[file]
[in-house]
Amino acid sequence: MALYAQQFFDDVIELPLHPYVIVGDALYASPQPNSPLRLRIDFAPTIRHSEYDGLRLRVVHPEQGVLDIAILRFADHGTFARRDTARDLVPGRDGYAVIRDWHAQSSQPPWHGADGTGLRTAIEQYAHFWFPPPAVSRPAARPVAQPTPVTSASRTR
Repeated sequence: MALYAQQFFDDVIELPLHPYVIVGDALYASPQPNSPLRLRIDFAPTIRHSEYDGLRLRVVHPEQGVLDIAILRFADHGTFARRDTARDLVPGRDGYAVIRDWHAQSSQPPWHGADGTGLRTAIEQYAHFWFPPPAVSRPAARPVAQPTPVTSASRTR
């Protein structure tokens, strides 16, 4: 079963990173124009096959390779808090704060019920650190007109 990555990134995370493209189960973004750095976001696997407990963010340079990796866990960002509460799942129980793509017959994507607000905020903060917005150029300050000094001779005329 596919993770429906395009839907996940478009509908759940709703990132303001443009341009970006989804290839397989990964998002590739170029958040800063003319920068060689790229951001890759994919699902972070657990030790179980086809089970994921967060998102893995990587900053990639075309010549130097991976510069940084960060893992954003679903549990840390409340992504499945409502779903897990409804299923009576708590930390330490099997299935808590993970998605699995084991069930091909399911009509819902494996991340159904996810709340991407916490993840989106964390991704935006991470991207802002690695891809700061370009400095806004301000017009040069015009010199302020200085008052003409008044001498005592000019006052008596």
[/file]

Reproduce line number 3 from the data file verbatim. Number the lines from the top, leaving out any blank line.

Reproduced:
Repeated sequence: MALYAQQFFDDVIELPLHPYVIVGDALYASPQPNSPLRLRIDFAPTIRHSEYDGLRLRVVHPEQGVLDIAILRFADHGTFARRDTARDLVPGRDGYAVIRDWHAQSSQPPWHGADGTGLRTAIEQYAHFWFPPPAVSRPAARPVAQPTPVTSASRTR